I’m not sure that it doesn’t. Certain details don’t, but you would have a huge problem of explain as to why we don’t find human remains along with some of the earlier life on Earth. If flood was a gigantic cataclysm that buried a whole bunch of life together… then you should find plentiful human remains in the same layers as dinosaurs, etc, etc.

We don’t. We see a clear progression, and conjecture that the reason for that is because different organisms sink and float at different rates… is and should be embarrassing. Yet I see it repeated over and over again to justify the arrangement in the geologic column that we find today.

Why would that be the case? Were these animals progressively created and died before humans ever got to sin?

Scientific data is in conflict most of the time. That’s why Bayesian analysis exists, and with evolution being multi-discipline agglomerate of facts… I’m not sure that pointing to conflicting data breaks the theory as viable. It didn’t for Behe. It didn’t for Gould. It didn’t for Colin Patterson.

So I think there’s more than data conflicts in play here for you, and you should be upfront about it to save some discussion time. Data for you seem to have lesser significance when weighed against preferred doctrinal axioms.

You are not applying the same standards of criticism to conjectures that you prefer, and that’s where inconsistency is problematic. Evolutionists don’t attempt to validate Evolution as a theory by disproving Creationism or ID. They go with Bayesian approach of data analysis which is sourced from a wide array of interdisciplinary science.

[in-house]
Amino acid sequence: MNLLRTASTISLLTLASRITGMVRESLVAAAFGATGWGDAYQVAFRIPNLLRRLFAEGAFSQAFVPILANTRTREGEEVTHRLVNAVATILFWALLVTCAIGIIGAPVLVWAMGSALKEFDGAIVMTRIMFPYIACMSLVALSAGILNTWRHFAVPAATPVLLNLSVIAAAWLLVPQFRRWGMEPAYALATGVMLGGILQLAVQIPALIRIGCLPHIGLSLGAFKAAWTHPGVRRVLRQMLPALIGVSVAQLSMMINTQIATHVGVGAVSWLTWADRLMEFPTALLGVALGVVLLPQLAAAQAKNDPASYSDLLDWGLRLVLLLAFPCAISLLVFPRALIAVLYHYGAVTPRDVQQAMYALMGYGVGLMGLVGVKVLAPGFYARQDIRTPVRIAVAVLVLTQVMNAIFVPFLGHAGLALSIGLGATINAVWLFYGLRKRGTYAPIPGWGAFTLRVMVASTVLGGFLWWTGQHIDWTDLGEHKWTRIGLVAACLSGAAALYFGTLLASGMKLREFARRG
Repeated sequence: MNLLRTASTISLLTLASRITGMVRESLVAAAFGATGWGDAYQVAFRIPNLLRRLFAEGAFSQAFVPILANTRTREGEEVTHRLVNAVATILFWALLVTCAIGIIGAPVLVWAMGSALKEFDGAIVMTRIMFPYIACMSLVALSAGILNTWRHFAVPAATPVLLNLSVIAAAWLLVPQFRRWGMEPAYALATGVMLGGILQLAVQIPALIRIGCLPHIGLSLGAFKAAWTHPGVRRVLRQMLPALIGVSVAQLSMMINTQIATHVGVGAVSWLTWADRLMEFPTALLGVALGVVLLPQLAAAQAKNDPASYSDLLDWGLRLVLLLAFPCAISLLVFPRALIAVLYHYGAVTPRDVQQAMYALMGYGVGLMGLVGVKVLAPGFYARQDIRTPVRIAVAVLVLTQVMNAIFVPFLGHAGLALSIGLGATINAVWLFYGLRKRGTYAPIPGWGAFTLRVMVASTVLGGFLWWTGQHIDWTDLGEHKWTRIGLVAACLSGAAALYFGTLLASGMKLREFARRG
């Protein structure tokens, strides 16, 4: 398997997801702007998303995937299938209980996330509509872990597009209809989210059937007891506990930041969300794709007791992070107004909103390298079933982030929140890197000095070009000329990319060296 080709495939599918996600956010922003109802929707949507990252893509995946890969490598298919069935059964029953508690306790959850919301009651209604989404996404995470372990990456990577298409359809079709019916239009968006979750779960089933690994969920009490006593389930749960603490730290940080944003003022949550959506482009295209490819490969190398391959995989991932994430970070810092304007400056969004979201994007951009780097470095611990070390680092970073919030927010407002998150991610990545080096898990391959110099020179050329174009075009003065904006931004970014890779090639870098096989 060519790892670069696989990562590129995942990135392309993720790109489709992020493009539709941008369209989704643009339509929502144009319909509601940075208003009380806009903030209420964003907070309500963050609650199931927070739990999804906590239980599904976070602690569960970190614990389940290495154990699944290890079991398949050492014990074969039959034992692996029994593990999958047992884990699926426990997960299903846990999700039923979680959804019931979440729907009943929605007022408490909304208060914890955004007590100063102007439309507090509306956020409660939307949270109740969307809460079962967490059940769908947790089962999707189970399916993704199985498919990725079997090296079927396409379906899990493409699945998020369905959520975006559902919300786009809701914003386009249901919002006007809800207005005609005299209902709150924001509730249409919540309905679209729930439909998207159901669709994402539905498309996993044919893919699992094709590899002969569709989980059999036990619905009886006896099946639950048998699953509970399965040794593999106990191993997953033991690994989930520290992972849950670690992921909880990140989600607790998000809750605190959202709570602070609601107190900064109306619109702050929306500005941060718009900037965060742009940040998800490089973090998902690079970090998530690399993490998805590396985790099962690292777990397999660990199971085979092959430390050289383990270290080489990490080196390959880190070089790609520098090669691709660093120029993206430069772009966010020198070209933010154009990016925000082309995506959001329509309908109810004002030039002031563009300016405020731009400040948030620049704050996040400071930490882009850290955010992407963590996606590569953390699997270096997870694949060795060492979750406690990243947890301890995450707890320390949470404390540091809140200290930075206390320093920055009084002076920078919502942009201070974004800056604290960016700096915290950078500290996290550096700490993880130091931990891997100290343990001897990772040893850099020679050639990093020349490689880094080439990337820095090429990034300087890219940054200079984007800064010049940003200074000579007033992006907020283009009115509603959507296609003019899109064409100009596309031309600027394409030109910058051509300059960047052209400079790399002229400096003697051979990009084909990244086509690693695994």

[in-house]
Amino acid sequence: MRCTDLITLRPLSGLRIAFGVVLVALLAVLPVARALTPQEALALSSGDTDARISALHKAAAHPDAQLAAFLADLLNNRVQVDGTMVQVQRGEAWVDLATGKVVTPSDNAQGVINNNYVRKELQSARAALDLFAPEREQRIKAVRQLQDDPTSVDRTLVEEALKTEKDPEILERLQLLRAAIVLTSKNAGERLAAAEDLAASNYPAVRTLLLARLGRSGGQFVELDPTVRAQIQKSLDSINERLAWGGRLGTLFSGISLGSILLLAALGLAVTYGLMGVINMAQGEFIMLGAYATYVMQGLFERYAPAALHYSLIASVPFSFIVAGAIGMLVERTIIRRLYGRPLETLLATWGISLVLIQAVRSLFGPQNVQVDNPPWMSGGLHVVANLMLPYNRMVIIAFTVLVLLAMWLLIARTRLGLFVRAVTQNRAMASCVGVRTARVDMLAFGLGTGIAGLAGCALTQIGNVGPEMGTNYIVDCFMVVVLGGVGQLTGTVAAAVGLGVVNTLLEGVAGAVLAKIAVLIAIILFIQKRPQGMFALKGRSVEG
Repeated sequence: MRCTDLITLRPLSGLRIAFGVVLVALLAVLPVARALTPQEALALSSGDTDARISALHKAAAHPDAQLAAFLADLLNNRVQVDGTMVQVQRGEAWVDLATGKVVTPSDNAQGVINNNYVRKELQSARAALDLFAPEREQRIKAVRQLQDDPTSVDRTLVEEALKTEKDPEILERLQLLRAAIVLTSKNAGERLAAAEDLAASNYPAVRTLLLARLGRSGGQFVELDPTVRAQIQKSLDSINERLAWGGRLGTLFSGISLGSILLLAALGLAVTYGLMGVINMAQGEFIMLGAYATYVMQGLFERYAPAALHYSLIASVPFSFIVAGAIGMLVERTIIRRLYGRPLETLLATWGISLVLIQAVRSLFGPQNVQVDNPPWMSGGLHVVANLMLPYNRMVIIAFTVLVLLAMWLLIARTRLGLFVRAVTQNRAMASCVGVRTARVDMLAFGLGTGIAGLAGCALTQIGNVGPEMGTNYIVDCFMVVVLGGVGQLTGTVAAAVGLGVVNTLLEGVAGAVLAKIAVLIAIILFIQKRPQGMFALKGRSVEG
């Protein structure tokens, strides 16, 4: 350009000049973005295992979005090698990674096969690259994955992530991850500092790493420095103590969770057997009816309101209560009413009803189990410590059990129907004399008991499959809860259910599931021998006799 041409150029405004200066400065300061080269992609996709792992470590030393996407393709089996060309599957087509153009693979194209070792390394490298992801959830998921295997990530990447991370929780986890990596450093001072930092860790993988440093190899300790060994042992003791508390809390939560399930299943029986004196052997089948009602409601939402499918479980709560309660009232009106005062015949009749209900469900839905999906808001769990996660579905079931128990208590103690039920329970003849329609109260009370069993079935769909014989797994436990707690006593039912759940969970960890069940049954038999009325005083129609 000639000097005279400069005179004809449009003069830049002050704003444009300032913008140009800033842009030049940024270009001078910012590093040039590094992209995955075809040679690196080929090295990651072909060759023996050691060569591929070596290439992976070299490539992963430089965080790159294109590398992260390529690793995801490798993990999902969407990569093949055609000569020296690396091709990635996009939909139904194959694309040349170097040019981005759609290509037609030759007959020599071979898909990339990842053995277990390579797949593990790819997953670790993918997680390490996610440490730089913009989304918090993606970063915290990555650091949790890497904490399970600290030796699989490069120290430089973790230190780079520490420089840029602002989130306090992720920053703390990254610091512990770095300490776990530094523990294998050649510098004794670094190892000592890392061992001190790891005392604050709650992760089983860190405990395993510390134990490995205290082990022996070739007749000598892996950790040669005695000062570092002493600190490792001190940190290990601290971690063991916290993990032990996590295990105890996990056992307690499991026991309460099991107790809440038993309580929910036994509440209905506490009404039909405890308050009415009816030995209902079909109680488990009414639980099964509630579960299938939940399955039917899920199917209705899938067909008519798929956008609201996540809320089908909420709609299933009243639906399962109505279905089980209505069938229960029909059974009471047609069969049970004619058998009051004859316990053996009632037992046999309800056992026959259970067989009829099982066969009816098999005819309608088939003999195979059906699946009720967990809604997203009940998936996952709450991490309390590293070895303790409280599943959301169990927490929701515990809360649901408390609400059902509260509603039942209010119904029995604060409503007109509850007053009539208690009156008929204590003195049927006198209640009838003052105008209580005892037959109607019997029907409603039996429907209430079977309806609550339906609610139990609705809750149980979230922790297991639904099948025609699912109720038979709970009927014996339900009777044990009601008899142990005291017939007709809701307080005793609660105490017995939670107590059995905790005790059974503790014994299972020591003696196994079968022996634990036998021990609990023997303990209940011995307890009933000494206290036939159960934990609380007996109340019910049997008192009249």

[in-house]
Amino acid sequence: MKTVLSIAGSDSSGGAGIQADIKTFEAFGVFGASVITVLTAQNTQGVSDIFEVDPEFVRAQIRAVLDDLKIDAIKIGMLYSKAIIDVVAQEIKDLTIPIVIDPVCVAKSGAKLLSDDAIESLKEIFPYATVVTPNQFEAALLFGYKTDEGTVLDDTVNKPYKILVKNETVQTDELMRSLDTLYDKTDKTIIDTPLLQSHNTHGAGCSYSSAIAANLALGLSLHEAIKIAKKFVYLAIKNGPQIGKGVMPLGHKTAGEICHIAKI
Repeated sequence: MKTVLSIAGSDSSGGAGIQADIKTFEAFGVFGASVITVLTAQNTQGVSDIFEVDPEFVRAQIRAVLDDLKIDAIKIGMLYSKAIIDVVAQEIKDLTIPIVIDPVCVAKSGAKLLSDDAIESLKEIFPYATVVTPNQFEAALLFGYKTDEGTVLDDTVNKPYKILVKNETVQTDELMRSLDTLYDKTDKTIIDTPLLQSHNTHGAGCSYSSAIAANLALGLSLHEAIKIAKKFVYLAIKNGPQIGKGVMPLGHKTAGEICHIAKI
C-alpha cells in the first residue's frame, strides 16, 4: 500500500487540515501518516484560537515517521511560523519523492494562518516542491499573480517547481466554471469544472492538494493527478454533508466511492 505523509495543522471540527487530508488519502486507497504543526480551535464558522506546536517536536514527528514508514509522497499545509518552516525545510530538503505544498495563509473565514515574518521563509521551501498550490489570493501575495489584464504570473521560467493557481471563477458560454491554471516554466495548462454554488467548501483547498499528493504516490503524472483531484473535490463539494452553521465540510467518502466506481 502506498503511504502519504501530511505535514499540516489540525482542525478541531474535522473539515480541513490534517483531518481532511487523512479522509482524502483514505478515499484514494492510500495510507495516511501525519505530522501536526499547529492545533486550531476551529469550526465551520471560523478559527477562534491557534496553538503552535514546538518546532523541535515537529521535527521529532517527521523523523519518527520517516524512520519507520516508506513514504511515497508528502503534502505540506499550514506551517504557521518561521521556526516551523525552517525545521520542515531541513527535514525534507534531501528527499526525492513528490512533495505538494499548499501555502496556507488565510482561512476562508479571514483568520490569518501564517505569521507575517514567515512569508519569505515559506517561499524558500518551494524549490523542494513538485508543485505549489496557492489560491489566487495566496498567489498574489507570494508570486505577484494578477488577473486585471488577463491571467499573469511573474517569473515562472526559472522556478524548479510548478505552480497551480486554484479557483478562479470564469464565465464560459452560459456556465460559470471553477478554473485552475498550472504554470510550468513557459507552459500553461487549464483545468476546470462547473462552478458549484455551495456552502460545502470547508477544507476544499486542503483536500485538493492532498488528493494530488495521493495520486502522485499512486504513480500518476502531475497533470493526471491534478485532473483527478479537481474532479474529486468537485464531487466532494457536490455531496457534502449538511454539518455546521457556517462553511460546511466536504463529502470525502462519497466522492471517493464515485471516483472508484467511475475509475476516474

And what is the mechanism for that “adaptation” :slight_smile: ?

No, if you think that, then you should read other thoughts that I’ve posted here.


Importance is a subjective judgement driven by contrast of perception. Hence, my personal center of the universe is in my house where my children are. It’s rather unsurprising that every nation or religious group will have “Chosen by God for important task” label in some sense of that expressed purpose. Our conscious perception is subjective in reference to “I”, whatever that may be.

So, I don’t really see a view that we are somehow central to the Universal being, because the nature of conscious being itself is still very unclear. When we rushed into methodological materialism as default framework, we completely jumped over Kant and Berkley as irrelevant, but in doing so we constantly ignore the observer as something “given” and not necessary to explain before we move on with the rest of the assumptions about reality.

If you are locked into methodological naturalism to gather all of the adequate answers about nature of life and consciousness as it relates to reality… then I’m not sure giant telescopes will help you find answers what a single DMT trip may (I’m not advocating drug use). I’m simply saying that we know very little about ourselves in order to make far-reaching conclusions about our place in reality.


Again, when you are talking about “special status”, that’s a context of subjective value. And I’m almost certain that if you have a choice between whether we club a 100 seals to death or let your kid live… you’d chose your kid (granted that you have one). So, I don’t really think that science diminished our “specialness” in light of our perception of self and our place in reality.

I think I understand what your objection is, but there are more way to think about these things than through the narrow lens of Biblical literalism.

I agree that it wouldn’t, as it hasn’t in the past… thus I think that we can choose to contribute our time and resources towards subjects that we find worthy of contribution. I’ve stopped paying “upwards tithing” a while ago, and instead choose to support local individuals and causes. And I agree that education of various positions and possibilities plays role in how we view any-given subject. If not for “hardcore philosophy”… then I would likely not be in church anymore. But philosophy allowed me to view church and religion from a different angle, with necessity for “interpretive layer” to contextualize certain narrative as viable. I still agree with much of it, but not in the way that a typical baby-boomer Adventist would agree with it.